A new push to persuade Europe to cut its emissions by 30% by 2020 was kicked off last week in a joint initiative by the UK, Germany and France.
In an article published simultaneously in the three countries, UK Energy and Climate Secretary Chris Huhne and his French and German counterparts set out the economic benefits for increasing Europe’s climate change targets. The current European target is for the EU to cut emissions by 20% from 1990 levels by 2020. This is the second joint initiative between the governments of France, Germany and UK since the election in May. On Budget day, the three governments issued a joint statement on bank levies.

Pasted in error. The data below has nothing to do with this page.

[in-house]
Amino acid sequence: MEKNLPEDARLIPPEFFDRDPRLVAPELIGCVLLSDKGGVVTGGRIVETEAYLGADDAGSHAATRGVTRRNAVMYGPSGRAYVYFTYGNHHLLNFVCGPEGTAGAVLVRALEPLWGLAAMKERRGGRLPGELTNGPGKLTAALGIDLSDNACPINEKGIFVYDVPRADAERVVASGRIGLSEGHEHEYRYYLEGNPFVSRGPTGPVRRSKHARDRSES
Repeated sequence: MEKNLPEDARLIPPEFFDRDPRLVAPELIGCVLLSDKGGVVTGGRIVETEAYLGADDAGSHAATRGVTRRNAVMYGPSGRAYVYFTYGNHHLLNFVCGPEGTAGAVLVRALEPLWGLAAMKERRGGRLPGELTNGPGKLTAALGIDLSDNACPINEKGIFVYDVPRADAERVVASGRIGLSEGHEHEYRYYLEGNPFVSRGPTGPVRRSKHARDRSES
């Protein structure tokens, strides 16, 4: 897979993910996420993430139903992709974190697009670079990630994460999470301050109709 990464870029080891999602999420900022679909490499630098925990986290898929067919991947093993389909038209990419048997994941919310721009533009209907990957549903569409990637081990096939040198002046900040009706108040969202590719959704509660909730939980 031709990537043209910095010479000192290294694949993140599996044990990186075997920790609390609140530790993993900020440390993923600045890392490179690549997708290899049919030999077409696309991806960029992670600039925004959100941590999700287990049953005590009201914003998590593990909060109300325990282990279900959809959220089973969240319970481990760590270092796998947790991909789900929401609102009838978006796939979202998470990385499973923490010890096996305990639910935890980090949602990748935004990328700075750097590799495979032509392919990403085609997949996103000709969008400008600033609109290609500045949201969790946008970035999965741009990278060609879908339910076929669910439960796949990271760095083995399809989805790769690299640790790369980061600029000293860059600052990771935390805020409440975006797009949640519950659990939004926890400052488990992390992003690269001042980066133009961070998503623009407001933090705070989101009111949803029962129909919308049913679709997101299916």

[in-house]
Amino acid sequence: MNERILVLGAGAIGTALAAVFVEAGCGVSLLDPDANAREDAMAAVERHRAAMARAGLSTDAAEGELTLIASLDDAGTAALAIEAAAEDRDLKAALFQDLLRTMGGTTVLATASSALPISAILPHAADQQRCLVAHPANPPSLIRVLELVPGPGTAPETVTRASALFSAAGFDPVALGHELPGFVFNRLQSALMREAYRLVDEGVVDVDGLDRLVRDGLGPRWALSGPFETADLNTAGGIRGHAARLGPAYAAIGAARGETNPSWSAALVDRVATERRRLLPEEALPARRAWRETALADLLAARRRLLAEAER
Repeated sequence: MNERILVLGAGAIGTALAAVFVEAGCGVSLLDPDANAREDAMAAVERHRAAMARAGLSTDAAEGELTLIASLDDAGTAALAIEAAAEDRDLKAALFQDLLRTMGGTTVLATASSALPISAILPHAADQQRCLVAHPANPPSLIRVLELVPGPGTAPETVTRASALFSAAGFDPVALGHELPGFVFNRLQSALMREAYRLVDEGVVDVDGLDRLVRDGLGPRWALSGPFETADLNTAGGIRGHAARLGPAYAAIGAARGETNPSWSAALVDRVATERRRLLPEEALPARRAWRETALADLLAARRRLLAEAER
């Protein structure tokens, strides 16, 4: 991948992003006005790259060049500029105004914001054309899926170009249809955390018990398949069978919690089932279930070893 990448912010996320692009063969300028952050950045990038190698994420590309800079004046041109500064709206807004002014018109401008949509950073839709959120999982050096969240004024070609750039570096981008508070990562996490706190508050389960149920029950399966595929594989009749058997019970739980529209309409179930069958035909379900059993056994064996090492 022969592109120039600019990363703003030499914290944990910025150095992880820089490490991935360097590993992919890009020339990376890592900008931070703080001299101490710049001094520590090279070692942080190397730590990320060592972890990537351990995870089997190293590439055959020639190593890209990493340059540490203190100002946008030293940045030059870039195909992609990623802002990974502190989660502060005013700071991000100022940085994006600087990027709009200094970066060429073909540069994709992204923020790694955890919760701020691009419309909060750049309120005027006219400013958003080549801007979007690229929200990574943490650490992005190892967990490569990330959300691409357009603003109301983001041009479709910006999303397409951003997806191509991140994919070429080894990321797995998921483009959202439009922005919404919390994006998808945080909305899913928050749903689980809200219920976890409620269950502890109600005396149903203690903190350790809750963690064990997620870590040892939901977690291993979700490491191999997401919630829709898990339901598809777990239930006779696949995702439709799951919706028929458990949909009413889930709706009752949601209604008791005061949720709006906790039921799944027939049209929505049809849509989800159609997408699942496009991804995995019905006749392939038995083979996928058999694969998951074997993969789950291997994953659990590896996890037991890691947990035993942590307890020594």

Commenting on today’s initiative to increase the target to 30%, Mr Huhne said: “This shows how seriously Britain, France and Germany take the low carbon agenda and how we want to work together to make it happen.
“We’re determined to make the economic case for the EU to cut its emissions by 30% by 2020 as quickly as possible. Moving to a low carbon economy can help deliver energy security and contribute to economic recovery.
“The current 20% target is not sufficient to encourage companies to make the necessary investment in green technologies and green jobs. The ‘wait and see’ policy of sticking to 20% risks putting Europe in the global slow lane of maximising low carbon economic opportunities.”